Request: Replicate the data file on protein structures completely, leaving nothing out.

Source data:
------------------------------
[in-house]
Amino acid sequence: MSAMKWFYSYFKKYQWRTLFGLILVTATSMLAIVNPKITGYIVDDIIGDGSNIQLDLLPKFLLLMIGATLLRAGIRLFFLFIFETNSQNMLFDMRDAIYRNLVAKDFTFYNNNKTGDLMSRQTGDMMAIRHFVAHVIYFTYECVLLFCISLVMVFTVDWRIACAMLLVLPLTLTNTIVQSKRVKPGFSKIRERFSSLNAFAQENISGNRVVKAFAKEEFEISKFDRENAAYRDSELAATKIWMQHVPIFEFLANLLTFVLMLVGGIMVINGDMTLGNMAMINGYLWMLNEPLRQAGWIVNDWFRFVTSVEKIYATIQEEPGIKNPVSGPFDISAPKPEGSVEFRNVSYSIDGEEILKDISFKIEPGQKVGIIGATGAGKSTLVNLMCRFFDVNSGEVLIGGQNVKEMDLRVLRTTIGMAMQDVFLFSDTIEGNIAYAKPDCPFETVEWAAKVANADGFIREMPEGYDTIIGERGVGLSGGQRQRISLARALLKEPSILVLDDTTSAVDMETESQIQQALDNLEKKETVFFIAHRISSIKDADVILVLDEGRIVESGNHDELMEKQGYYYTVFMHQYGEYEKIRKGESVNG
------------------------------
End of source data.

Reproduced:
[in-house]
Amino acid sequence: MSAMKWFYSYFKKYQWRTLFGLILVTATSMLAIVNPKITGYIVDDIIGDGSNIQLDLLPKFLLLMIGATLLRAGIRLFFLFIFETNSQNMLFDMRDAIYRNLVAKDFTFYNNNKTGDLMSRQTGDMMAIRHFVAHVIYFTYECVLLFCISLVMVFTVDWRIACAMLLVLPLTLTNTIVQSKRVKPGFSKIRERFSSLNAFAQENISGNRVVKAFAKEEFEISKFDRENAAYRDSELAATKIWMQHVPIFEFLANLLTFVLMLVGGIMVINGDMTLGNMAMINGYLWMLNEPLRQAGWIVNDWFRFVTSVEKIYATIQEEPGIKNPVSGPFDISAPKPEGSVEFRNVSYSIDGEEILKDISFKIEPGQKVGIIGATGAGKSTLVNLMCRFFDVNSGEVLIGGQNVKEMDLRVLRTTIGMAMQDVFLFSDTIEGNIAYAKPDCPFETVEWAAKVANADGFIREMPEGYDTIIGERGVGLSGGQRQRISLARALLKEPSILVLDDTTSAVDMETESQIQQALDNLEKKETVFFIAHRISSIKDADVILVLDEGRIVESGNHDELMEKQGYYYTVFMHQYGEYEKIRKGESVNG